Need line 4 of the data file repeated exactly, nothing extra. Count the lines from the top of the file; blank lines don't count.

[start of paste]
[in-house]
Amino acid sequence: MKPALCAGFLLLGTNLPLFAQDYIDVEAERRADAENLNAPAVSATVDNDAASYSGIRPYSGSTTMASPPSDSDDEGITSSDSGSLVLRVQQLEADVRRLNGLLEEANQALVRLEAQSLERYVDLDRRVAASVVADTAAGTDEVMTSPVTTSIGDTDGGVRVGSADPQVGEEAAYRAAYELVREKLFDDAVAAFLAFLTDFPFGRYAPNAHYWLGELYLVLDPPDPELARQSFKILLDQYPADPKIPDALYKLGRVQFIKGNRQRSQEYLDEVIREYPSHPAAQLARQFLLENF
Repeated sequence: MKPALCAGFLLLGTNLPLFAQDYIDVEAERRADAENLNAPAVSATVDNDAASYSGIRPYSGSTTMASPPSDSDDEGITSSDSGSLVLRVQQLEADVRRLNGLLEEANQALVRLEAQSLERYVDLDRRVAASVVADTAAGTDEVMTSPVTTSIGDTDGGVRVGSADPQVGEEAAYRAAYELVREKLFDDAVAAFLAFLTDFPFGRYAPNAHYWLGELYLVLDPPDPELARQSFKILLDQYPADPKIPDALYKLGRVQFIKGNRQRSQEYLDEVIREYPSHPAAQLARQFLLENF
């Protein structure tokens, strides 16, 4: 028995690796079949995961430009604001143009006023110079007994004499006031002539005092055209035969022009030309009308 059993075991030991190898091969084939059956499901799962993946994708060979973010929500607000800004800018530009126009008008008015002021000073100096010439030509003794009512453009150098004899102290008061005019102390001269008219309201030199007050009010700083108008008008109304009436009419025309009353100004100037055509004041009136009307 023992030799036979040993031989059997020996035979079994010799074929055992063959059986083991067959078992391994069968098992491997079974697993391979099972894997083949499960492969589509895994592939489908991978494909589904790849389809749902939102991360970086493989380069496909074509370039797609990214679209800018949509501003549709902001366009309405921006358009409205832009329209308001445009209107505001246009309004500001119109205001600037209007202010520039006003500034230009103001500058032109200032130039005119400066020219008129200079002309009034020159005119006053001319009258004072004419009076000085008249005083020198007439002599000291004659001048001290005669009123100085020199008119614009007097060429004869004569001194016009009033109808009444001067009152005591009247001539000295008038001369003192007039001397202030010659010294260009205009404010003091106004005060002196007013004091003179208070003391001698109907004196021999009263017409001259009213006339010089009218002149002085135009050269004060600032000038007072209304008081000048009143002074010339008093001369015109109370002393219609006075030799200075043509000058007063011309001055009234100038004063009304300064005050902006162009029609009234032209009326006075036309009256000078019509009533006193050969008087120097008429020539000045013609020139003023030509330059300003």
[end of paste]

């Protein structure tokens, strides 16, 4: 028995690796079949995961430009604001143009006023110079007994004499006031002539005092055209035969022009030309009308 059993075991030991190898091969084939059956499901799962993946994708060979973010929500607000800004800018530009126009008008008015002021000073100096010439030509003794009512453009150098004899102290008061005019102390001269008219309201030199007050009010700083108008008008109304009436009419025309009353100004100037055509004041009136009307 023992030799036979040993031989059997020996035979079994010799074929055992063959059986083991067959078992391994069968098992491997079974697993391979099972894997083949499960492969589509895994592939489908991978494909589904790849389809749902939102991360970086493989380069496909074509370039797609990214679209800018949509501003549709902001366009309405921006358009409205832009329209308001445009209107505001246009309004500001119109205001600037209007202010520039006003500034230009103001500058032109200032130039005119400066020219008129200079002309009034020159005119006053001319009258004072004419009076000085008249005083020198007439002599000291004659001048001290005669009123100085020199008119614009007097060429004869004569001194016009009033109808009444001067009152005591009247001539000295008038001369003192007039001397202030010659010294260009205009404010003091106004005060002196007013004091003179208070003391001698109907004196021999009263017409001259009213006339010089009218002149002085135009050269004060600032000038007072209304008081000048009143002074010339008093001369015109109370002393219609006075030799200075043509000058007063011309001055009234100038004063009304300064005050902006162009029609009234032209009326006075036309009256000078019509009533006193050969008087120097008429020539000045013609020139003023030509330059300003």